Indian Seamen's Welfare League


66 Christian Street
London, E1 1RT
United Kingdom
Other names: 

Indian Seamen’s Union

Date began: 
09 May 1943

The Indian Seamen’s Welfare League offered membership to all Indian seamen resident in Britain on the payment of an annual subscription of one shilling. Its main aim was ‘to look after the economic, social and cultural interests of Indian seamen, to provide them with recreation in Great Britain and to communicate with their relatives in India in the event of any misfortunes befalling them’ (L/PJ/12/630, p. 140). Inaugurated by the former seamen Ayub Ali and Shah Abdul Majid Qureshi, it held its first meeting on Commercial Road in July 1943. This attracted approximately 100 people, including a dozen Europeans among the Bengali seamen who made up the bulk of the audience.

The organization described itself as social rather than political. Indeed it changed its name from the Indian Seamen’s Union precisely because it feared the political connotations of the word ‘union’ would alienate ship owners and attract the attention of the police. However, records of meetings suggest that there were tensions between those who espoused this non-political position and those who considered the concerns of the organization to be inextricable from an anti-colonial politics. Further, surveillance reports warn that the organization attempted to dissuade Indian seamen from risking their lives bringing food to Britain when the Government was responsible for famine in India, and that its ‘extreme elements’ wished thereby to sabotage the war effort.

Key Individuals' Details: 

Ajman Ali (assistant secretary), Ayub Ali (co-founder, secretary and treasurer), Masharaf Ali (vice-president), Rashid Ali (assistant secretary), Surat Alley (on executive committee), Tarapada Basu (on executive committee), Mrs Haidri Bhattacharji (on executive committee), B. B. Ray Chaudhuri (on executive committee), Abdul Hamid (participated in inaugural meeting), N. Datta Majumdar (on executive committee), M. A. Mullick (on executive committee), Shah Abdul Majid Qureshi (co-founder and president), Said Amir Shah (on executive committee) C. B. Vakil (on executive committee).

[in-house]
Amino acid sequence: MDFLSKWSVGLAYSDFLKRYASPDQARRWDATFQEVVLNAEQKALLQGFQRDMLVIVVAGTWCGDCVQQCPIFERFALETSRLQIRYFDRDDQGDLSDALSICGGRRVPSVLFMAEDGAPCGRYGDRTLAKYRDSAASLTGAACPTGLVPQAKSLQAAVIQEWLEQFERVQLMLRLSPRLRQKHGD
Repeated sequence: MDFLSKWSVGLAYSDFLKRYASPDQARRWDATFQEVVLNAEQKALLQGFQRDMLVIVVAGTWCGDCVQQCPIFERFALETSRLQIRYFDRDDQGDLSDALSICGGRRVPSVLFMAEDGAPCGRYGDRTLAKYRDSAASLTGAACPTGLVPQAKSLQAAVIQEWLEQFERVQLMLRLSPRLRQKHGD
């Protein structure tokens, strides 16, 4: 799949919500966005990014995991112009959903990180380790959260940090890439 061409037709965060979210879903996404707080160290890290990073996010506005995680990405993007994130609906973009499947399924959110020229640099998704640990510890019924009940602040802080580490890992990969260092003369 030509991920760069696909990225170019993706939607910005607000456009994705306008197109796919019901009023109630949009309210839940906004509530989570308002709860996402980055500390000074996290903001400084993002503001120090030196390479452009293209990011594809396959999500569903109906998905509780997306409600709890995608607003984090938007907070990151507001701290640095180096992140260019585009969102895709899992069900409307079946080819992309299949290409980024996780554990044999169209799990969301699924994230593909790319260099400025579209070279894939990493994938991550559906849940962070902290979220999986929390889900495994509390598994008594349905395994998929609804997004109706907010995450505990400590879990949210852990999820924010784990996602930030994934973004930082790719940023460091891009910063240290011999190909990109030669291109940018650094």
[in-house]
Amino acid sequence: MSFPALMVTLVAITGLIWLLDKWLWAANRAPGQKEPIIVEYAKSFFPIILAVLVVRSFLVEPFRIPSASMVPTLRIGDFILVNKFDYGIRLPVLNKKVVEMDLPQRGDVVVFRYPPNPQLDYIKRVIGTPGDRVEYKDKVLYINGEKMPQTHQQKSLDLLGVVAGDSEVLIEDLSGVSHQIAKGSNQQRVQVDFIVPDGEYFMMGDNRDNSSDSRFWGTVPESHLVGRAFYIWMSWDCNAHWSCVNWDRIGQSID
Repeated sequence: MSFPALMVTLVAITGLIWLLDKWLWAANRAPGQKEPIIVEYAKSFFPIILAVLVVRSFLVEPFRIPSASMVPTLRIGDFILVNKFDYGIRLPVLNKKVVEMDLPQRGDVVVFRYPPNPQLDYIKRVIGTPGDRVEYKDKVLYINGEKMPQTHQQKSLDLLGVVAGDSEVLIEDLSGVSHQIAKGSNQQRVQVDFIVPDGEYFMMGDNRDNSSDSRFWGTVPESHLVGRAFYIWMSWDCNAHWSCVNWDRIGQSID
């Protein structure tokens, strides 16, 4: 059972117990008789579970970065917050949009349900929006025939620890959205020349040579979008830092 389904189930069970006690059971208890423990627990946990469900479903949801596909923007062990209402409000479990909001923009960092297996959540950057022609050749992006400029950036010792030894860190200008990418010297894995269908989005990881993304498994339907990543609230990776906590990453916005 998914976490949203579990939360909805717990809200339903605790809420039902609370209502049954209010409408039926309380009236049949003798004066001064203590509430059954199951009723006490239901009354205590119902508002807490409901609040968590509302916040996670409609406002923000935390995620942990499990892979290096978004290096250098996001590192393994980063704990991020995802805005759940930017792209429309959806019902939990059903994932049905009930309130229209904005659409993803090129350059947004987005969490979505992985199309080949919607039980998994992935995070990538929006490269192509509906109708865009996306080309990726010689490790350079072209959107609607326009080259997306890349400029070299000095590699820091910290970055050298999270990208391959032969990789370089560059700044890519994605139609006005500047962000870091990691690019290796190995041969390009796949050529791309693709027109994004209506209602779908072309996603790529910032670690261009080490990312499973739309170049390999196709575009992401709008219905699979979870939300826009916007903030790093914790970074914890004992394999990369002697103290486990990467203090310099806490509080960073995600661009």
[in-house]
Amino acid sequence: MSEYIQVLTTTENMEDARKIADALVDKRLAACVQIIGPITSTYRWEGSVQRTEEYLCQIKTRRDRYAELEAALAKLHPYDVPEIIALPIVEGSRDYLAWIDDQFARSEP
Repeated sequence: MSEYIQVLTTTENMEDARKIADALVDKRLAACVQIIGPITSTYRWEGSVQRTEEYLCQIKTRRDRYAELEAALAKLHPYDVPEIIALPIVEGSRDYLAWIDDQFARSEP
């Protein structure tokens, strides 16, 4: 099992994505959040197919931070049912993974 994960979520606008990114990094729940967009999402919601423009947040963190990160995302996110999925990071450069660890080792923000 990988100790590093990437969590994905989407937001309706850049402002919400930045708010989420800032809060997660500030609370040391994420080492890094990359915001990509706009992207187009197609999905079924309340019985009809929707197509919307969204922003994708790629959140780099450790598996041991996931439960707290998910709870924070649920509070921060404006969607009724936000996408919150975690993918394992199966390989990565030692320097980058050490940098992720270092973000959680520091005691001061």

Homi Bode (attended inaugural meeting), Kundan Lal Jalie (claimed he was the originator of the organization), V. K. Krishna Menon (disapproved of the organization because he believed it would clash with the India-based Indian Seamen’s Union), John Kartar Singh (attended inaugural meeting). 

Involved in events details: 

Inaugural meeting, King’s Hall, Commercial Road, E1, 14 July 1943

Secondary works: 

Adams, Caroline (ed.) Across Seven Seas and Thirteen Rivers (London: THAP, 1987)

Visram, Rozina, Asians in Britain: 400 Years of History (London: Pluto, 2002)


L/PJ/12/630, India Office Records, Asian and African Studies Reading Room, British Library, St Pancras, pp. 141-2


This Indian Political Intelligence file, titled ‘Indian Seamen: Unrest and Welfare’, includes numerous government surveillance and police reports on the activities of lascars in Britain in the 1930s and 1940s, focusing in particular on their strikes and other forms of activism against their pay and conditions.


These four speakers made it plain that Indians joined the Merchant Navy, not from any desire to assist this country’s war effort, but were driven to it for economic reasons – empty stomachs and hungry relatives made them undertake this dangerous work. According to them, so long as India remained under foreign domination, any organisation set up for the protection of the rights of Indian seamen had to be prepared to fight against the deliberate attempt to exploit them.

N. Datta MAJUMDAR…complained bitterly that there was no complete list of Indian seamen lost at sea and of the utter disregard for their dependents and relatives. The crux of the whole problem was that India was under foreign domination and while this continued, the British Government would treat its subject Indian seamen and their dependents with such callousness. This state of affairs had to be remedied, and it devolved on the Welfare League to probe the Government and demand immediate redress.

Homi BODE complained that the position of the average Indian seamen was disgraceful, and it was hypocracy (stet.) to say that an organisation aiming to remedy their grievances could be non-political.


This extract is from a report on the inaugural meeting of the Indian Seamen’s Welfare League held on 7 July 1943. The four speakers referred to here are C. B. Vakil and B. B. Ray Chaudhuri in addition to Majumdar and Bose. All served on the executive committee of the organization. The extract underlines the plight of working-class Indians in Britain and the way they were silently sacrificed in the ‘war effort’, as well as the impossibility of extricating concerns with the welfare of Indians in Britain from a wider anti-colonial politics and the links between a local (i.e., East End) and transnational politics. The League is further evidence of the strong sense of community developing among East End Indians in the 1940s, as well as their ability to mobilize for their rights as minority workers in Britain. Further, the presence of the middle-class Chaudhuri and Vakil on the executive committee of a workers’ organization suggest that South Asian activity and activism in Britain did transgress boundaries of class to some extent.

Archive source: 

L/PJ/12/630, India Office Records, Asian and African Studies Reading Room, British Library, St Pancras

L/PJ/12/646, India Office Records, Asian and African Studies Reading Room, British Library, St Pancras